sound made by a human being using the vocal folds for talking, singing, laughing, crying, screaming, etc
Voice is the sound made by a human being using the vocal folds for talking, singing, laughing, crying, screaming, and other controlled sounds emanating from the mouth.
- The devil hath not, in all his quiver's choice,
An arrow for the heart like a sweet voice.
- His voice no touch of harmony admits,
Irregularly deep, and shrill by fits.
The two extremes appear like man and wife
Coupled together for the sake of strife.
- Charles Churchill, The Rosciad (1761), line 1,003.
- If there was a lot of emotion in my voice today, it's because we've all been waiting for this day for a long time. It felt so great, … the people at this company are doing the best work of their lives, the best work that Apple has ever done.
- His feet were like fine copper when glowing in a furnace; and his voice was as the sound of many waters.
- The Angel ended, and in Adam's ear
So charming left his voice, that he awhile
Thought him still speaking, still stood fix'd to hear.
- I thank you for your voices: thank you:
Your most sweet voices.
- Her voice was ever soft,
Gentle and low, an excellent thing in woman.
- But I will aggravate my voice so that I will roar you as gently as any sucking dove.
- He ceased; but still their trembling ears retained
The deep vibrations of his witching song.
- James Thomson, Castle of Indolence (1748), Canto I, Stanza 20.
- Vox faucibus hæsit.
Hoyt's New Cyclopedia Of Practical QuotationsEdit
- Quotes reported in Hoyt's New Cyclopedia Of Practical Quotations (1922), p. 840-41.
- Her voice changed like a bird's:
There grew more of the music, and less of the words.
- Robert Browning, Flight of the Duchess, Stanza 15.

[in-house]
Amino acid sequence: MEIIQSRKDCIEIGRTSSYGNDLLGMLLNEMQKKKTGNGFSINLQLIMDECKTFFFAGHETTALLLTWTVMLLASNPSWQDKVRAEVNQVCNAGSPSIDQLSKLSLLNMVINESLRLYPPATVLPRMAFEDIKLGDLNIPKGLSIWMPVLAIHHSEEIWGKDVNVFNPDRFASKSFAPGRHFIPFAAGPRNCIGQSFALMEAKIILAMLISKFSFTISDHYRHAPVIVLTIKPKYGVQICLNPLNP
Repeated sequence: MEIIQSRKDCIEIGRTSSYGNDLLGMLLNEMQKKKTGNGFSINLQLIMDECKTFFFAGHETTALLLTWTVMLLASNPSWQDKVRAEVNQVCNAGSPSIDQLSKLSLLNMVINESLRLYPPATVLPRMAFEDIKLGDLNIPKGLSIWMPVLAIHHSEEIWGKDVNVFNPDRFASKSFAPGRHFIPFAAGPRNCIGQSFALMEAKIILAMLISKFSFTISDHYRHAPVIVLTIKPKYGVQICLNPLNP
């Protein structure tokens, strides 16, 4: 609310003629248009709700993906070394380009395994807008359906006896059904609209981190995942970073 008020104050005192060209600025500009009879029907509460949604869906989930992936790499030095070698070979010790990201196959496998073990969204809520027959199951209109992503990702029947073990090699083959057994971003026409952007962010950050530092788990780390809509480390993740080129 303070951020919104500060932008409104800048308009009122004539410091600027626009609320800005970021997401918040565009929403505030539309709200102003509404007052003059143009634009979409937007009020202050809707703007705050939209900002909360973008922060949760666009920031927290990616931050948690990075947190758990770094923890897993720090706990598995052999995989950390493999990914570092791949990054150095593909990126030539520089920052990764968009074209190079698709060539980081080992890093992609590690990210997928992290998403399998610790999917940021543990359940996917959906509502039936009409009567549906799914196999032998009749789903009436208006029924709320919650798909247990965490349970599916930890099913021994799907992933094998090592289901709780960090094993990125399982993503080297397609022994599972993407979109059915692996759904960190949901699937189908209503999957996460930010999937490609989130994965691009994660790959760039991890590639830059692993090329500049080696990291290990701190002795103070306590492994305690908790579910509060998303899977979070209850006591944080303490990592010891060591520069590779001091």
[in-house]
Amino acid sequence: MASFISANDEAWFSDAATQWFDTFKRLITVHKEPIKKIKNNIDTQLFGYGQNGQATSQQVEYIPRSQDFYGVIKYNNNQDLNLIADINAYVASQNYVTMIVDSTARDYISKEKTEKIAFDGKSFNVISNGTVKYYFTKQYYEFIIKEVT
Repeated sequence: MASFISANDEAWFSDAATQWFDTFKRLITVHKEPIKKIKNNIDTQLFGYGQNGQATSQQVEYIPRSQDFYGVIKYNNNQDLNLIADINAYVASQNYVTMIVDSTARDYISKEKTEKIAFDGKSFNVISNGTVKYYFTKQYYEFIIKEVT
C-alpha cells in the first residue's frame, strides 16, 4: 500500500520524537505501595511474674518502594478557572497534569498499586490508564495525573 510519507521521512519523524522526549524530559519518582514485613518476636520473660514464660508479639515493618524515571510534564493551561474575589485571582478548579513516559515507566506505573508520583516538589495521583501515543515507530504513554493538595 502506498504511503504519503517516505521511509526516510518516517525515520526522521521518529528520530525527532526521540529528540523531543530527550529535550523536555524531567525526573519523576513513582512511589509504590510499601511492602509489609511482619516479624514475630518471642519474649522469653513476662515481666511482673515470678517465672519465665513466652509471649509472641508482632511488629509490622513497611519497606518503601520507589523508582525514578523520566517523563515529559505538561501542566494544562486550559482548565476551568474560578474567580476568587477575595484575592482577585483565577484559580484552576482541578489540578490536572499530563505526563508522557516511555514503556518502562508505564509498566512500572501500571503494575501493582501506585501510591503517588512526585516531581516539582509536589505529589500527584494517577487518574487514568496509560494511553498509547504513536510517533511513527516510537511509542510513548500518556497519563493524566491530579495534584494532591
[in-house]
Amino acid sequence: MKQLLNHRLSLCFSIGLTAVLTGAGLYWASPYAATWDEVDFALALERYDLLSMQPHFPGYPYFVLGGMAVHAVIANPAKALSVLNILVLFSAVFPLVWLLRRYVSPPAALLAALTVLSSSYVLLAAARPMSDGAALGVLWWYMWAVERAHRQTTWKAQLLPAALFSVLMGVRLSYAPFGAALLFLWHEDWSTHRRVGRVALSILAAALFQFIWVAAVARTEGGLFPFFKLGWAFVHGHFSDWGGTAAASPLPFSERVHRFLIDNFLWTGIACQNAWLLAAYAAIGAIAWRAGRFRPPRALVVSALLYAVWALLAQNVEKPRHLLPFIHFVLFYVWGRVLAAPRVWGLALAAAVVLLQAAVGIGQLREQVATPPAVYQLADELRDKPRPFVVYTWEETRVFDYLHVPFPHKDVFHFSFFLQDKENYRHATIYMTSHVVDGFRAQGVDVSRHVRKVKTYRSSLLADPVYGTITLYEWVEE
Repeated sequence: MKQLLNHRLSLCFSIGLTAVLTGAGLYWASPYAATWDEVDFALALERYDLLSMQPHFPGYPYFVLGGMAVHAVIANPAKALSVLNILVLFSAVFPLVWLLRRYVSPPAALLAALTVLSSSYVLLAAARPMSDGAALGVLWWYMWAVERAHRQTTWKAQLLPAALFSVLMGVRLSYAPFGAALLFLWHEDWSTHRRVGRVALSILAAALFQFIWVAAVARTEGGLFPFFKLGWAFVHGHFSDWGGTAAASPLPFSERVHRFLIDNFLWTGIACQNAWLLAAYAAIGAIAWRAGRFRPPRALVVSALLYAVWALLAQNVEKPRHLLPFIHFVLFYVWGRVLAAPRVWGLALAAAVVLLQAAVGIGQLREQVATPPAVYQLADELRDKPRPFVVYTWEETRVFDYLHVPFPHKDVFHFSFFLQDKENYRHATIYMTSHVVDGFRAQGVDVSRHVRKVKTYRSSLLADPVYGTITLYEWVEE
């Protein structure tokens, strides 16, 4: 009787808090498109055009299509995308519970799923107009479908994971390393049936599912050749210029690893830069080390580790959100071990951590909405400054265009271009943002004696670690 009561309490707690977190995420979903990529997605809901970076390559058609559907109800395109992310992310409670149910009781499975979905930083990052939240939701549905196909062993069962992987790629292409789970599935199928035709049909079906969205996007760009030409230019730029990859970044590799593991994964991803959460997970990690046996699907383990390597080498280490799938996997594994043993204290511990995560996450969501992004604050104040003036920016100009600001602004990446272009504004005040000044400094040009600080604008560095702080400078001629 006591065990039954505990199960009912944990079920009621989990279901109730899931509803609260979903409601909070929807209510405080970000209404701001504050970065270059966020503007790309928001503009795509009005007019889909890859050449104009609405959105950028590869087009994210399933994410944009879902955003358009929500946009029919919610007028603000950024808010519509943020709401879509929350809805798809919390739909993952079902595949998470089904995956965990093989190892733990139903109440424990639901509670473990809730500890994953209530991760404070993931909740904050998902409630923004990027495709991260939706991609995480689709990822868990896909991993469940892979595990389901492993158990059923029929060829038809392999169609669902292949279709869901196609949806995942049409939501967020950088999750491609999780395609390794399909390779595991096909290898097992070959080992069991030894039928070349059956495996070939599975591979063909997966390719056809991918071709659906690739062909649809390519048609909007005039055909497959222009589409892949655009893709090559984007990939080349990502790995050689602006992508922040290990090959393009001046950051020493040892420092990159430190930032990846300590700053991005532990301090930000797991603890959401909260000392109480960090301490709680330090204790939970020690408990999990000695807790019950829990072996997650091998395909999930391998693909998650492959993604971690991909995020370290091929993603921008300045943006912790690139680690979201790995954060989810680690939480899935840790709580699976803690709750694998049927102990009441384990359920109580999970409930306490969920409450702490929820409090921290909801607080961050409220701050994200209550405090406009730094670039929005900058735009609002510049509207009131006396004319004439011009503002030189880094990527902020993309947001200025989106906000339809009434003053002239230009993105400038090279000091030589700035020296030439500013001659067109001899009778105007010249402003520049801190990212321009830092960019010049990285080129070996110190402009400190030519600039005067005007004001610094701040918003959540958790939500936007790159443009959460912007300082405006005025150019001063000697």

- He ceased: but left so charming on their ear
His voice, that listening still they seemed to hear.
- Homer, The Odyssey, Book II, line 414. Pope's translation.
- The voice so sweet, the words so fair,
As some soft chime had stroked the air;
And though the sound had parted thence,
Still left an echo in the sense.
- Ben Jonson, Eupheme, IV.
- A still, small voice.
- I Kings, XIX. 12.
- Oh, there is something in that voice that reaches
The innermost recesses of my spirit!
- Henry Wadsworth Longfellow, Christus, Part I. The Divine Tragedy. The First Passover, Part VI.
- Thy voice
Is a celestial melody.
- Henry Wadsworth Longfellow, Masque of Pandora, Part V.
- Her silver voice
Is the rich music of a summer bird,
Heard in the still night, with its passionate cadence.
- Henry Wadsworth Longfellow, The Spirit of Poetry, line 55.
- How sweetly sounds the voice of a good woman!
It is so seldom heard that, when it speaks,
It ravishes all senses.
- Philip Massinger, The Old Law, Act IV, scene 2, line 34.
- Vox clamantis in deserto.
- The voice of one crying in the wilderness.
- Matthew, III. 3; Mark. I, 3; Luke, III. 4; John. I. 23. (Vulgate).
- A Locanian having plucked all the feathers off from a nightingale and seeing what a little body it had, "surely," quoth he, "thou art all voice and nothing else." (Vox et præterea nihil).
- Plutarch, Laconic Apothegms. Credited to Lacon Incert, XIII, by Lipsius.
- Her voice was like the voice the stars
Had when they sang together.
- Dante Gabriel Rossetti, The Blessed Damozel, Stanza 10.
- A sweet voice, a little indistinct and muffled, which caresses and does not thrill; an utterance which glides on without emphasis, and lays stress only on what is deeply felt.
- George Sand, Handsome Lawrence, Chapter III.
- Vox nihil aliud quam ictus aer.
- The voice is nothing but beaten air.
- Seneca the Younger, Naturalinum Quæstionum, Book II. 29.
- And rolling far along the gloomy shores
The voice of days of old and days to be.
- Alfred Tennyson, The Passing of Arthur.
- Two voices are there; one is of the sea,
One of the mountains: each a mighty Voice.
- William Wordsworth, Thought of a Briton on the Subjugation of Switzerland.